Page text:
5. Mindfulness and Systems 1 and 2
In 2000 psychologists Keith Stanovich and Richard West coined the terms “System 1” and “System 2” to describe the our distinct reasoning processes, a model popularized by Nobel laureate Daniel Kahneman in his 2011 book Thinking, Fast and Slow. System 1 is automatic, unconscious, and fast, while System 2 is controlled, conscious, and relatively slow. It's inaccurate to characterize System 1 as "emotion" and System 2 as "logic," because emotion plays a role in both processes, but the former generates a host of “impressions, intuitions, intentions, and feelings,” in Kahneman’s phrase. Some of these System 1 responses prompt immediate action, while others are assessed more deliberately by System 2.
An advantage of this arrangement is that System 1 can take in a tremendous amount of data from our environment and generate numerous responses simultaneously, which allows us to take action quickly and efficiently, with a minimum of conscious thought—in effect bypassing System 2. But in some circumstances, particularly when we’re under stress, we’re better served by slowing down our automatic System 1 response and engaging System 2 to assess the situation more thoughtfully and choose our response more deliberately. A challenge is that System 2 lacks System 1’s parallel processing capacity and must work sequentially, focusing on one issue or problem at a time, which can create a bottleneck when we’re operating in a fast-paced environment. In addition, both Systems 1 and 2 are subject to a number of cognitive biases, systemic errors in how we think that lead us astray even when we believe we’re being careful and deliberate.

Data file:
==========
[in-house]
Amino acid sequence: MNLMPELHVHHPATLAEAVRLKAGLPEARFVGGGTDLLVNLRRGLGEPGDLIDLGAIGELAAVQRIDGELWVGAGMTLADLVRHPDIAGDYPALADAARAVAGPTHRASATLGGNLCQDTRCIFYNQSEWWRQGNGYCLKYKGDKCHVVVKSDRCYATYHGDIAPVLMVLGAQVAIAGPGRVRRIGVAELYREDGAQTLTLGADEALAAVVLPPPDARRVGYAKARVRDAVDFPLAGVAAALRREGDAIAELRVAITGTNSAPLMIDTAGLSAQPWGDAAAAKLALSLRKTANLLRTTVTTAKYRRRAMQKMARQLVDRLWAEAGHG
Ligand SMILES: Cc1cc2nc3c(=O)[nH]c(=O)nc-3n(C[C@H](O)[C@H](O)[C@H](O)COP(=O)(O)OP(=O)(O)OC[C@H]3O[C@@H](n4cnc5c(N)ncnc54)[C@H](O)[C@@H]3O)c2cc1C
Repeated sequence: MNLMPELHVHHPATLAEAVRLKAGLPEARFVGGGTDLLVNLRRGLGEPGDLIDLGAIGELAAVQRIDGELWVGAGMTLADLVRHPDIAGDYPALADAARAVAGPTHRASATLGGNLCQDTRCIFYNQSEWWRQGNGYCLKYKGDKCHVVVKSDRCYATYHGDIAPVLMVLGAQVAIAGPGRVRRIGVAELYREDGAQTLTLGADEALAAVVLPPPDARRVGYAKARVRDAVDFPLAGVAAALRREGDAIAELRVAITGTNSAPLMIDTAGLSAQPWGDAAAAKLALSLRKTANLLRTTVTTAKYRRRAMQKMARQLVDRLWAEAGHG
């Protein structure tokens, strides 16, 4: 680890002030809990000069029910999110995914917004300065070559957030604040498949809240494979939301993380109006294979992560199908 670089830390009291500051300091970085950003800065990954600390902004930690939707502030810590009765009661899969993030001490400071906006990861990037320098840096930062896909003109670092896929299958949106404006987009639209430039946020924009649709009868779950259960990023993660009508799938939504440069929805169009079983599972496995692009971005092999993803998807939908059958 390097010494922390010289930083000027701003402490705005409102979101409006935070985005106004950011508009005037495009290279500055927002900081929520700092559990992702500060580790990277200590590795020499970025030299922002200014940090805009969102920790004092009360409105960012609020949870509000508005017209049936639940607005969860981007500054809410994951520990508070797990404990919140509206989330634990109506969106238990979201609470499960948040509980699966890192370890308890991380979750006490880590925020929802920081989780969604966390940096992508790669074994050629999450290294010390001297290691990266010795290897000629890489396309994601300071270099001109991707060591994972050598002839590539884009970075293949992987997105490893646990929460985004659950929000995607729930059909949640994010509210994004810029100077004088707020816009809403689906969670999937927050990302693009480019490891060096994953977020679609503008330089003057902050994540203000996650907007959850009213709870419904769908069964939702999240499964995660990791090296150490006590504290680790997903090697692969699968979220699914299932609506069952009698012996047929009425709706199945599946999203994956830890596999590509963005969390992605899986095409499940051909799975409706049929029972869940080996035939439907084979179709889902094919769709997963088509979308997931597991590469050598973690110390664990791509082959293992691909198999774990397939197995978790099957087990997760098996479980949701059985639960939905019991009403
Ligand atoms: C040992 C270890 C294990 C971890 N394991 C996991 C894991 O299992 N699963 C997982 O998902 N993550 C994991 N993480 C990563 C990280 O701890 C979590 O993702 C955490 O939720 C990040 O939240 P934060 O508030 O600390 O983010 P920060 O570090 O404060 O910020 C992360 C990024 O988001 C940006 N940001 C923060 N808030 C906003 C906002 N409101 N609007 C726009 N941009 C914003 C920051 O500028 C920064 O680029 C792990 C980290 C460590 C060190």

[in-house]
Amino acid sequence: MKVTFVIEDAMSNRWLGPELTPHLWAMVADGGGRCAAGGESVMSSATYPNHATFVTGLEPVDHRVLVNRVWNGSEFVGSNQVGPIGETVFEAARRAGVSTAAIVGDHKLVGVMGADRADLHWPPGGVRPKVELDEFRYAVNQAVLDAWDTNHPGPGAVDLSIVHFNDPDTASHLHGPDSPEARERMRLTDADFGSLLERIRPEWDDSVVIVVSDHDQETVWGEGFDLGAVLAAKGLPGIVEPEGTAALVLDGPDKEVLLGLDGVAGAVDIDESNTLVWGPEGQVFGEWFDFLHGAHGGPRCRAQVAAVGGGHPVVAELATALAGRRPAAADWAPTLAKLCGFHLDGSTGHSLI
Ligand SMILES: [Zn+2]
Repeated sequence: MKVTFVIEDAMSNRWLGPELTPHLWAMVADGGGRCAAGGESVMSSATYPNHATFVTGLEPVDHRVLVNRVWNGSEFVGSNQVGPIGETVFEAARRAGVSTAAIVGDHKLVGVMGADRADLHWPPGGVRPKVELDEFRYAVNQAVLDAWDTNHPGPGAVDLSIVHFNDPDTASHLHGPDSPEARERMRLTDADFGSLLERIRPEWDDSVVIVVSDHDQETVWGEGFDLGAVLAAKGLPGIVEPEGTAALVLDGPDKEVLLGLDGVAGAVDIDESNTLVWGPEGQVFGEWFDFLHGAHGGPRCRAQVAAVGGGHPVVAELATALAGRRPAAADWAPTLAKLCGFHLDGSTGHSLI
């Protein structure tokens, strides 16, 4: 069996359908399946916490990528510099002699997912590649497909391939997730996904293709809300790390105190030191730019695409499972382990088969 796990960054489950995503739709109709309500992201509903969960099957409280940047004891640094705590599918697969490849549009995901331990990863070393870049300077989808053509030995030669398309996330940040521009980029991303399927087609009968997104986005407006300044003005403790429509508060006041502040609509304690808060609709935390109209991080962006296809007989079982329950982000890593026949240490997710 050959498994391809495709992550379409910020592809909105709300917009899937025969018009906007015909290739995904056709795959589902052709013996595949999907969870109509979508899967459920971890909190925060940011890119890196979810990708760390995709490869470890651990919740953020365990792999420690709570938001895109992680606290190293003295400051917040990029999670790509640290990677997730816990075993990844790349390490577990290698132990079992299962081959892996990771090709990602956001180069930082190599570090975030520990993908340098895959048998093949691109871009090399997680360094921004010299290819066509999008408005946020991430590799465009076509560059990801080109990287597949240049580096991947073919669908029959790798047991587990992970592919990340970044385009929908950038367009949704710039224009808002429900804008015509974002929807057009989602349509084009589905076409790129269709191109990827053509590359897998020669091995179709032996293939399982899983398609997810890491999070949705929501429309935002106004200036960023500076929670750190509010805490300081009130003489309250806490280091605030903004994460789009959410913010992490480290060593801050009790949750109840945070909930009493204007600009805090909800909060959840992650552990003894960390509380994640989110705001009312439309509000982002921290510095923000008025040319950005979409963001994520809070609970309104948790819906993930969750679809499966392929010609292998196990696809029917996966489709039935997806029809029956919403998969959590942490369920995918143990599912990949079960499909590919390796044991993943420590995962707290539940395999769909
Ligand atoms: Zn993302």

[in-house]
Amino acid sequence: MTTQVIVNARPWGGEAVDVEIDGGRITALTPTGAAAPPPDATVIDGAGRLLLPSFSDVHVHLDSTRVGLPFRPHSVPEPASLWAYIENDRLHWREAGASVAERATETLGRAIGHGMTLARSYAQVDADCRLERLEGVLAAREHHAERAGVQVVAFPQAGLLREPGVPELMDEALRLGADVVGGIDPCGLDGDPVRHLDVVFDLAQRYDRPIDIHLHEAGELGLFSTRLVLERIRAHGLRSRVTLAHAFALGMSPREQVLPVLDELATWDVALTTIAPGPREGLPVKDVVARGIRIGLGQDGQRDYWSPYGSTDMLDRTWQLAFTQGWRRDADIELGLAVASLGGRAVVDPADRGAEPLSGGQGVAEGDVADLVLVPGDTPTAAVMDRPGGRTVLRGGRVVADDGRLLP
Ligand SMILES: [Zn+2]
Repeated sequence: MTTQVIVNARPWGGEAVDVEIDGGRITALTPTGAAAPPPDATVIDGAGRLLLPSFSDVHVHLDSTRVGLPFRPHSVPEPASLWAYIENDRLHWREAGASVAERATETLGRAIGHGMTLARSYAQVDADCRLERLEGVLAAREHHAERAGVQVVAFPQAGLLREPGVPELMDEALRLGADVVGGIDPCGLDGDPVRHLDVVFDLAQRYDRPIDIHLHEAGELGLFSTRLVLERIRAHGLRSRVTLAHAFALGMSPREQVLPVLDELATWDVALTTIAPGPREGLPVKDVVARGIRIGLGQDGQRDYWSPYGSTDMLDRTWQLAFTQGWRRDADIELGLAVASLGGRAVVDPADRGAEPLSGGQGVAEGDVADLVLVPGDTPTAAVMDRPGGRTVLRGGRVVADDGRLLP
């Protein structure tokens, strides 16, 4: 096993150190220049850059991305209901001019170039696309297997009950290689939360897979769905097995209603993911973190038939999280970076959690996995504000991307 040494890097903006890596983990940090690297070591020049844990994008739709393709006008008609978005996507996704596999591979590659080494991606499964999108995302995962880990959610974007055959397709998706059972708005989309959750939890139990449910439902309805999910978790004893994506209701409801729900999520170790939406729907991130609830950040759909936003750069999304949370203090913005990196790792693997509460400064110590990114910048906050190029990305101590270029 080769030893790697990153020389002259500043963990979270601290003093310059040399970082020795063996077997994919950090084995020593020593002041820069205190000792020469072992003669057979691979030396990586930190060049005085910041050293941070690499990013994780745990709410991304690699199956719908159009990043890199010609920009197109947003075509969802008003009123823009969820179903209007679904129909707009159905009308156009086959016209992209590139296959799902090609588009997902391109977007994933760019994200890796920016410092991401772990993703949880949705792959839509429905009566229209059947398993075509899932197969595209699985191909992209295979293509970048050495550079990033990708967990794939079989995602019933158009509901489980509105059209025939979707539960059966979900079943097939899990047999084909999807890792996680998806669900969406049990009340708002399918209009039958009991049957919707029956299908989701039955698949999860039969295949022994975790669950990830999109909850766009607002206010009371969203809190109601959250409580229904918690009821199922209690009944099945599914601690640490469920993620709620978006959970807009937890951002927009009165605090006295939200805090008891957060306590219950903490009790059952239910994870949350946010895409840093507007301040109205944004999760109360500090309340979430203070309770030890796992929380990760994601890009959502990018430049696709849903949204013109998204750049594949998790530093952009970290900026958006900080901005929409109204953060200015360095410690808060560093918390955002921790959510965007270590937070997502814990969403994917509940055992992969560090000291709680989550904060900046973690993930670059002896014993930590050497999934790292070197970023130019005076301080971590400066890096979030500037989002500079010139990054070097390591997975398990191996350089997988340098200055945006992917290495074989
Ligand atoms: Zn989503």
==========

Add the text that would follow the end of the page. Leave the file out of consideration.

A greater sense of mindfulness helps us manage these difficulties in a number of ways: we’re better able to acknowledge our System 1 responses without immediately putting them into action, we can slow down and engage System 2 more readily, and we’re more aware of the cognitive biases that distort our thinking in both modes.
6. The importance of feelings